Impact of a 360-degree Professionalism Assessment on Faculty Comfort and Skills in Feedback Delivery
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Professionalism is identified as a competency of resident education. Best approaches to teaching and evaluating professionalism are unknown, but feedback about professionalism is necessary to change practice and behavior. Faculty discomfort with professionalism may limit their delivery of feedback to residents.
A pilot program to implement a 360-degree evaluation of observable professionalism behaviors and determine how its use impacts faculty feedback to residents.
Internal Medicine (IM) residents were evaluated during ambulatory rotations using a 360-degree assessment of professional behaviors developed by the National Board of Medical Examiners®. Faculty used evaluation results to provide individual feedback to residents.
Fifteen faculty members.
Measurements and Main Results
Faculty completed pre- and post-intervention surveys. Using a 7-point Likert scale, faculty reported increased skill in giving general feedback (4.85 vs 4.36, p < .05) and feedback about professionalism (4.71 vs 3.57, p < .01) after the implementation of the 360-degree evaluation. They reported increased comfort giving feedback about professionalism (5.07 vs 4.35, p < .05) but not about giving feedback in general (5.43 vs 5.50).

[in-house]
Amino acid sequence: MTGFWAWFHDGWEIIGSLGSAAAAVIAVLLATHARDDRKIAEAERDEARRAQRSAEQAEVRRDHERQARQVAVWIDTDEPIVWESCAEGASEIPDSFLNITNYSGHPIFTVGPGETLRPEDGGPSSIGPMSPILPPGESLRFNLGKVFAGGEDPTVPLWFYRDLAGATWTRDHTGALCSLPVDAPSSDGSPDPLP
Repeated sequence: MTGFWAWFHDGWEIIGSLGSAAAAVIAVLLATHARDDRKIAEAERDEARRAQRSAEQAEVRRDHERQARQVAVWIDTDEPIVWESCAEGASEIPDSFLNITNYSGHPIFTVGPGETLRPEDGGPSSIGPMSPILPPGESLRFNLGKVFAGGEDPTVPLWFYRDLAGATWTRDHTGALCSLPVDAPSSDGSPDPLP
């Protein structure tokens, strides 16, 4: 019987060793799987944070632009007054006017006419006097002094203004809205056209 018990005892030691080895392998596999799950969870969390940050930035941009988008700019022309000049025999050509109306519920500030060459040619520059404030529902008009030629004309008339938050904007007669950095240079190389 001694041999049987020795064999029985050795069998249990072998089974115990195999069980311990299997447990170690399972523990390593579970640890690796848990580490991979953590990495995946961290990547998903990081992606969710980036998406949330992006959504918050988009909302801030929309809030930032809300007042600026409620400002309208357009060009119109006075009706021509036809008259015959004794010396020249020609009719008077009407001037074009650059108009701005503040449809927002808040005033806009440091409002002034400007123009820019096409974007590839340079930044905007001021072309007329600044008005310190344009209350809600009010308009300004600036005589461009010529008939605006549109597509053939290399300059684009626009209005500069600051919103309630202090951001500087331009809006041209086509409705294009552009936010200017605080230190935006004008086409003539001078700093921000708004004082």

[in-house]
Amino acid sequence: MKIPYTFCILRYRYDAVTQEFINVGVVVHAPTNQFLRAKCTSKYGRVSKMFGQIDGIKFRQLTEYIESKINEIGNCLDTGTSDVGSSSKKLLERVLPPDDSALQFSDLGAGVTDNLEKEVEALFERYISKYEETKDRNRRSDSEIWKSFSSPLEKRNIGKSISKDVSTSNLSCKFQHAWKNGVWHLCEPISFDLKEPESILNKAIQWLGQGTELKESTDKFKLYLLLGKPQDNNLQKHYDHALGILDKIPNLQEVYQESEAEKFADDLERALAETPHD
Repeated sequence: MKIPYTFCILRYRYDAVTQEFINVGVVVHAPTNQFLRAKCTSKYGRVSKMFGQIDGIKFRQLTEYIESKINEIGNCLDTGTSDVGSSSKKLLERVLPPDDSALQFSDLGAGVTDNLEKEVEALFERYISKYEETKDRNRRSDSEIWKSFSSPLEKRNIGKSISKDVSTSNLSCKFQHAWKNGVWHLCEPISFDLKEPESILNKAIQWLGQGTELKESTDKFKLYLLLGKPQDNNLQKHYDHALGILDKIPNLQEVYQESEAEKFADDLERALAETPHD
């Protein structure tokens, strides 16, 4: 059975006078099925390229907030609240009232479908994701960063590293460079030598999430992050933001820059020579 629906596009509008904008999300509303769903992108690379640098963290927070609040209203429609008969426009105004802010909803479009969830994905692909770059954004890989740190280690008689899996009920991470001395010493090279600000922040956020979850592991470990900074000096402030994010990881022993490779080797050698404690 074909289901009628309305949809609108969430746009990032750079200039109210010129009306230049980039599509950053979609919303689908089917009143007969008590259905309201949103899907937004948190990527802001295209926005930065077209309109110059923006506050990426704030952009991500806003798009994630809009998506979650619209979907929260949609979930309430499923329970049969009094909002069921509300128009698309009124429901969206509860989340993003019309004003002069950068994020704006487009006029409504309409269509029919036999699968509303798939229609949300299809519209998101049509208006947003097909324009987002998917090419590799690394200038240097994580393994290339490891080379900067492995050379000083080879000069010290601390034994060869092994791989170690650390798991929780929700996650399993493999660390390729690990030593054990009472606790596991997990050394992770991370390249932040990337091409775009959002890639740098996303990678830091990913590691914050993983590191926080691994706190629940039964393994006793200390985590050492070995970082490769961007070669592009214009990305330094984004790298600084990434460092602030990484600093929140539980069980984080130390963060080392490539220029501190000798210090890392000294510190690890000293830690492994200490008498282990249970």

A 360-degree professionalism evaluation instrument used to guide feedback to residents improves faculty comfort and self-assessed skill in giving feedback about professionalism.
KEY WORDSprofessionalism feedback 360-degree evaluation internship residency
The authors thank the NBME® for use of the Assessment of Professional Behaviors instrument and Dr. Stephen Clyman, Margaret Farrell, and Dr. Matthew Holtman for their assistance in the planning, implementation, and design of this project. We are grateful for the assistance of the staff and faculty at Internal Medicine Associates and the residents in the Internal Medicine Residency Program at Mount Sinai Medical Center.
Conflicts of interest
Dr. Stark was supported by grants from the Empire Clinical Research Investigator Program, New York State Department of Health and U.S. Department of Health and Human Services, Health Resources and Services Administration CFDA 93–895.
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